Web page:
Defining a model’s scope before beginning to build it may be the difference between developing a useable, defendable and pertinent model that can answer multiple operational and management questions, and that of a model that may struggle to be relevant and robust 12 months down the track.
What does a scoping study involve?
A scoping study would normally involve an on-site visit to meet with model owners, model users, and source data managers to determine:
- What are the goals of the project?
- What will the model be used for? Immediately? Short term? Long term?
- Who will use the model? Will there be specific roles for specific users?
- What is the structure of the organisation?
- What source system data is available?
- Can data be obtained from a central source (BI platform etc) or will it need to be sourced from each individual source system?
- What data fields can be obtained? What format will each data set be in? What is the quality of the data set?
- What does the organisation want to cost? Measure? Track?
- Are there other sources of data outside of source systems such as KPIs or other metrics?
- Does the organisation want to survey staff, or do they want time to be allocated via a series of business rules?
- How often will the model need to be updated?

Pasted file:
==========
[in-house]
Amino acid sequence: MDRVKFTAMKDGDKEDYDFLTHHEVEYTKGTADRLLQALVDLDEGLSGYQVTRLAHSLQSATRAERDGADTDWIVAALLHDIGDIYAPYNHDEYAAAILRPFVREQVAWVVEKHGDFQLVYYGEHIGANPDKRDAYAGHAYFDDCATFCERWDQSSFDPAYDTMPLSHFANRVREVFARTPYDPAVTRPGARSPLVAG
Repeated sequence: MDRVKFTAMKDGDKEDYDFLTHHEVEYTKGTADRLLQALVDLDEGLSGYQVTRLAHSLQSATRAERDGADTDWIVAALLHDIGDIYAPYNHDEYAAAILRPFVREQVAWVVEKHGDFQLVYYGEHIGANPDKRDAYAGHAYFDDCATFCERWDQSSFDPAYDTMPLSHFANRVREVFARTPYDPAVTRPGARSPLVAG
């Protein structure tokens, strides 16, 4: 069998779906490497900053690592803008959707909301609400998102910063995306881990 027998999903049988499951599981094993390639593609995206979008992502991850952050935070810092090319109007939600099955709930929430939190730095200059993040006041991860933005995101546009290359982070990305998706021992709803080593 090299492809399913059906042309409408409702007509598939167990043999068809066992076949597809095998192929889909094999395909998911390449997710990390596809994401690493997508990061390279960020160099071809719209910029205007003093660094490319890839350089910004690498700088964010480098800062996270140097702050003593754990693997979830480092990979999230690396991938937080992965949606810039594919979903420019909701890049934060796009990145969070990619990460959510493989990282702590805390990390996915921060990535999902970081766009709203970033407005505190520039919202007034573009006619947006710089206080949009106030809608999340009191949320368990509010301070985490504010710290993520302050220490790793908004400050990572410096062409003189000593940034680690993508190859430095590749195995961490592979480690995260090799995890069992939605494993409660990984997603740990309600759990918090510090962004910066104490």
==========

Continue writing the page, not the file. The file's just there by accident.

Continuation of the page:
It is also important to obtain sample data sets from each of the major source systems.
What are the benefits of a scoping study?
Prior to the model being built, the soon-to-be model owners and users will have a vision regarding what the model will look like and how it will be used. It is not uncommon to find out that this vision differs remarkably depending on who you talk to.
So the primary purpose of undertaking a scoping study is two-fold: firstly that there is a clear (and single!) vision regarding the outcomes of the project and what the model will be able to do, and secondly, confirmation that the data that is available is able to support the model requirements based on that vision.
Where the data doesn’t support that vision, the scoping study will provide management with possible alternative solutions, or where feasible, a migration path between what is able to be incorporated into the current version of the model and that in the future – this can occur where there are other longer term projects underway, such as the implementation of a new enterprise finance or HR system etc.
In summary, a scoping study will confirm the outputs of the model prior to the start of the project and minimises any future misunderstandings regarding the model’s scope and boundaries. It also provides management with a more granular specification of the structure and capabilities of the model, and the resulting reporting functionality.